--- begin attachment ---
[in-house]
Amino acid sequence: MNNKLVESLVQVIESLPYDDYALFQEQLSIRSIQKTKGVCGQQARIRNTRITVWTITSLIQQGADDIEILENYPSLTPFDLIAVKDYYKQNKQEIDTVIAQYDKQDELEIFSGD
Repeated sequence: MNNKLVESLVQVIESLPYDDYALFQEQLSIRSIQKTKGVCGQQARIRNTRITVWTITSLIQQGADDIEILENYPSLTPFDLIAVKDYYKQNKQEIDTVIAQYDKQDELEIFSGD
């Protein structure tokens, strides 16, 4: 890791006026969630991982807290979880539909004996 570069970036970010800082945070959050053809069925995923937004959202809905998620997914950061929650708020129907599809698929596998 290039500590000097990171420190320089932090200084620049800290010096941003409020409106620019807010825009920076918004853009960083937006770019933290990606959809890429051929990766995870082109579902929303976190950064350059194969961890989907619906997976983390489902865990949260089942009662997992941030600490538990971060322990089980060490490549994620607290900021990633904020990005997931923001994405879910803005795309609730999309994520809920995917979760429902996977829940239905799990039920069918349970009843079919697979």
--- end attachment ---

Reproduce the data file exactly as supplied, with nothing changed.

[in-house]
Amino acid sequence: MNNKLVESLVQVIESLPYDDYALFQEQLSIRSIQKTKGVCGQQARIRNTRITVWTITSLIQQGADDIEILENYPSLTPFDLIAVKDYYKQNKQEIDTVIAQYDKQDELEIFSGD
Repeated sequence: MNNKLVESLVQVIESLPYDDYALFQEQLSIRSIQKTKGVCGQQARIRNTRITVWTITSLIQQGADDIEILENYPSLTPFDLIAVKDYYKQNKQEIDTVIAQYDKQDELEIFSGD
């Protein structure tokens, strides 16, 4: 890791006026969630991982807290979880539909004996 570069970036970010800082945070959050053809069925995923937004959202809905998620997914950061929650708020129907599809698929596998 290039500590000097990171420190320089932090200084620049800290010096941003409020409106620019807010825009920076918004853009960083937006770019933290990606959809890429051929990766995870082109579902929303976190950064350059194969961890989907619906997976983390489902865990949260089942009662997992941030600490538990971060322990089980060490490549994620607290900021990633904020990005997931923001994405879910803005795309609730999309994520809920995917979760429902996977829940239905799990039920069918349970009843079919697979």